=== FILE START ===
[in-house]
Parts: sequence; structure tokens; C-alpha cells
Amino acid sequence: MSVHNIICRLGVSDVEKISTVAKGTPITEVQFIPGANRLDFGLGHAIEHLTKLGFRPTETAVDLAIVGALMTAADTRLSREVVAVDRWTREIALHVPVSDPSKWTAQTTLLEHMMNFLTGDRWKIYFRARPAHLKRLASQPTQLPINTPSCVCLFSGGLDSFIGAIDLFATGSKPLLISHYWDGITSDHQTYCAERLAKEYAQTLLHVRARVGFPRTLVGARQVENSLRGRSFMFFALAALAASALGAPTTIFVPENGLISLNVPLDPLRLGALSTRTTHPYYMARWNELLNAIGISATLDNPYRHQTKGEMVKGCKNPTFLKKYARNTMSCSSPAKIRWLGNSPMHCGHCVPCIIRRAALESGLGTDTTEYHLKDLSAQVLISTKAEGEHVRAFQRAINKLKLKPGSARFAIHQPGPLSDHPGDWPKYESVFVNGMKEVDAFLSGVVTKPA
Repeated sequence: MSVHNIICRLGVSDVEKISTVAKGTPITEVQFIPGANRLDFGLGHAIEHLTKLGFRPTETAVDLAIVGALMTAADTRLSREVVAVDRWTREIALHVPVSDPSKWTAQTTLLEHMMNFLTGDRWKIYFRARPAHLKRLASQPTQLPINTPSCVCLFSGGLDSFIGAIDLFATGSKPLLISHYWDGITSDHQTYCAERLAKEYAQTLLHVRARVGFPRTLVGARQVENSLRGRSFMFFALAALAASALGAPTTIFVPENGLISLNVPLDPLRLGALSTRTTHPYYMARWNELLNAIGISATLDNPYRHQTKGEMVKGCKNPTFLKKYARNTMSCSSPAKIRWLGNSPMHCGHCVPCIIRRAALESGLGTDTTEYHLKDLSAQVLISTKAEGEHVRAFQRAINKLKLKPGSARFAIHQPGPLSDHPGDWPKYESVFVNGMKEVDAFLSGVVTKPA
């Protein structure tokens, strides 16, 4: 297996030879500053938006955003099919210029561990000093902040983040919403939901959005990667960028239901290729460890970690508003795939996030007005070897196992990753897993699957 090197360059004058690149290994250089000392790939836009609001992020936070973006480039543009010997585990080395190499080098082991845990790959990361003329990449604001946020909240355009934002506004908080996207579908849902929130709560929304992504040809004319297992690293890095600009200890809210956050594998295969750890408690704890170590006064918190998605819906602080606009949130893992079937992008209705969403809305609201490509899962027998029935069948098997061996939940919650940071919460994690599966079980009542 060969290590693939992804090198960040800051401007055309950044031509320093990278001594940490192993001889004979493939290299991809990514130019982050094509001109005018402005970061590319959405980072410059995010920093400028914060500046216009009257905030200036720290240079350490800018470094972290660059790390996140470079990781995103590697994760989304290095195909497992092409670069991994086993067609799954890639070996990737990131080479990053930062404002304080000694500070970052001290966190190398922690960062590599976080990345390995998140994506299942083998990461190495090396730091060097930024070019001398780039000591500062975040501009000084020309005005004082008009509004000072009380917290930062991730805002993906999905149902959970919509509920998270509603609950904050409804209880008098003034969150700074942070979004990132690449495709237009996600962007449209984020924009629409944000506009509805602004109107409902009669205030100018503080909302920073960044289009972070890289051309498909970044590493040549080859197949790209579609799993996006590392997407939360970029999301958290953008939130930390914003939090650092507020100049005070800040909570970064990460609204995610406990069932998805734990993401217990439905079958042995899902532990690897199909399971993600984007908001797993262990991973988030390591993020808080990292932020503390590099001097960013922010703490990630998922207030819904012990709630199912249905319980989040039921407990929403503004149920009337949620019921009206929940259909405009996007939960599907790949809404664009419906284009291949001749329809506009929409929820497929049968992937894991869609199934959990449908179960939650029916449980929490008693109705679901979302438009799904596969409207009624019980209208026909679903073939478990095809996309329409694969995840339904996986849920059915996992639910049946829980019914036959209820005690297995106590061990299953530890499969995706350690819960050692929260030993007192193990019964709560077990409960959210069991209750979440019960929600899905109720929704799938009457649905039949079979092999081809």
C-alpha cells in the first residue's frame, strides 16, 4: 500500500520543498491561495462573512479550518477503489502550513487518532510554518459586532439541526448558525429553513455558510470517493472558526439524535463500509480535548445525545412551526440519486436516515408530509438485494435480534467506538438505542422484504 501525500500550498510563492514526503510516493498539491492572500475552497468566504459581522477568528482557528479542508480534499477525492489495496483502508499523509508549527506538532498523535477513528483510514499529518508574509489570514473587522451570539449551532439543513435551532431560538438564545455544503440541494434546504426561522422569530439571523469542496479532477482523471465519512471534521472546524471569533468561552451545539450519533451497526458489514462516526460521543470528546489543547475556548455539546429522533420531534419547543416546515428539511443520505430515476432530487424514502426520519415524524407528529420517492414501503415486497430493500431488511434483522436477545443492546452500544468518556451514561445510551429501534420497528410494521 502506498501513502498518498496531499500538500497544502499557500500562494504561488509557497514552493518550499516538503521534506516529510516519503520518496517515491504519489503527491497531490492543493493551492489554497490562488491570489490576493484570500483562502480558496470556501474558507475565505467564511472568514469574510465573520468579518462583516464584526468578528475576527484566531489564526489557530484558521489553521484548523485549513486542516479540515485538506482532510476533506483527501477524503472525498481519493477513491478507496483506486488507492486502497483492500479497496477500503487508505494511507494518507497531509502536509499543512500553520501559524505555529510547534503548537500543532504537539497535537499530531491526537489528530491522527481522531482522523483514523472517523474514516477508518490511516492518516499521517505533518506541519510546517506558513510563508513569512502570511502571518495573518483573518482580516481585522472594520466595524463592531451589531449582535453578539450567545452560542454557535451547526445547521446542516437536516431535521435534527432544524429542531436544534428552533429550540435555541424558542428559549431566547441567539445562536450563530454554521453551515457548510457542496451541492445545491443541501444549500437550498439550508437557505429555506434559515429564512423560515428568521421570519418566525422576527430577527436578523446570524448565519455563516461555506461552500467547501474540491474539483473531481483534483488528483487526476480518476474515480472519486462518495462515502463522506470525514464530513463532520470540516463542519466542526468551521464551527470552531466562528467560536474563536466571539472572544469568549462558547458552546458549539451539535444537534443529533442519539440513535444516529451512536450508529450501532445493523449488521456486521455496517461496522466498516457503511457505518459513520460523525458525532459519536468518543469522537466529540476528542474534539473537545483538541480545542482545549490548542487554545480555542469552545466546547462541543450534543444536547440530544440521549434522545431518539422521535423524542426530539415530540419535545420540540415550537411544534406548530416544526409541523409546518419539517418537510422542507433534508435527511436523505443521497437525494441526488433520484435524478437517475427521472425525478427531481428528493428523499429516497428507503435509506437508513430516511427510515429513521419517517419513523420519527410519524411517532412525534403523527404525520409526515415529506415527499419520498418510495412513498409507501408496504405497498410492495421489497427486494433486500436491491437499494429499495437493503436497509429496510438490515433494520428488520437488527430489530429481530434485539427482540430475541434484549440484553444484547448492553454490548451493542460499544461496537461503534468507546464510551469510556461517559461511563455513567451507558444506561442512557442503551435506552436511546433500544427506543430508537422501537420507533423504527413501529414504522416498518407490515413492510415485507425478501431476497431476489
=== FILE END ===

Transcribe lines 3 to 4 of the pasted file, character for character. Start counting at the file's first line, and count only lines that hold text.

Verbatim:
Amino acid sequence: MSVHNIICRLGVSDVEKISTVAKGTPITEVQFIPGANRLDFGLGHAIEHLTKLGFRPTETAVDLAIVGALMTAADTRLSREVVAVDRWTREIALHVPVSDPSKWTAQTTLLEHMMNFLTGDRWKIYFRARPAHLKRLASQPTQLPINTPSCVCLFSGGLDSFIGAIDLFATGSKPLLISHYWDGITSDHQTYCAERLAKEYAQTLLHVRARVGFPRTLVGARQVENSLRGRSFMFFALAALAASALGAPTTIFVPENGLISLNVPLDPLRLGALSTRTTHPYYMARWNELLNAIGISATLDNPYRHQTKGEMVKGCKNPTFLKKYARNTMSCSSPAKIRWLGNSPMHCGHCVPCIIRRAALESGLGTDTTEYHLKDLSAQVLISTKAEGEHVRAFQRAINKLKLKPGSARFAIHQPGPLSDHPGDWPKYESVFVNGMKEVDAFLSGVVTKPA
Repeated sequence: MSVHNIICRLGVSDVEKISTVAKGTPITEVQFIPGANRLDFGLGHAIEHLTKLGFRPTETAVDLAIVGALMTAADTRLSREVVAVDRWTREIALHVPVSDPSKWTAQTTLLEHMMNFLTGDRWKIYFRARPAHLKRLASQPTQLPINTPSCVCLFSGGLDSFIGAIDLFATGSKPLLISHYWDGITSDHQTYCAERLAKEYAQTLLHVRARVGFPRTLVGARQVENSLRGRSFMFFALAALAASALGAPTTIFVPENGLISLNVPLDPLRLGALSTRTTHPYYMARWNELLNAIGISATLDNPYRHQTKGEMVKGCKNPTFLKKYARNTMSCSSPAKIRWLGNSPMHCGHCVPCIIRRAALESGLGTDTTEYHLKDLSAQVLISTKAEGEHVRAFQRAINKLKLKPGSARFAIHQPGPLSDHPGDWPKYESVFVNGMKEVDAFLSGVVTKPA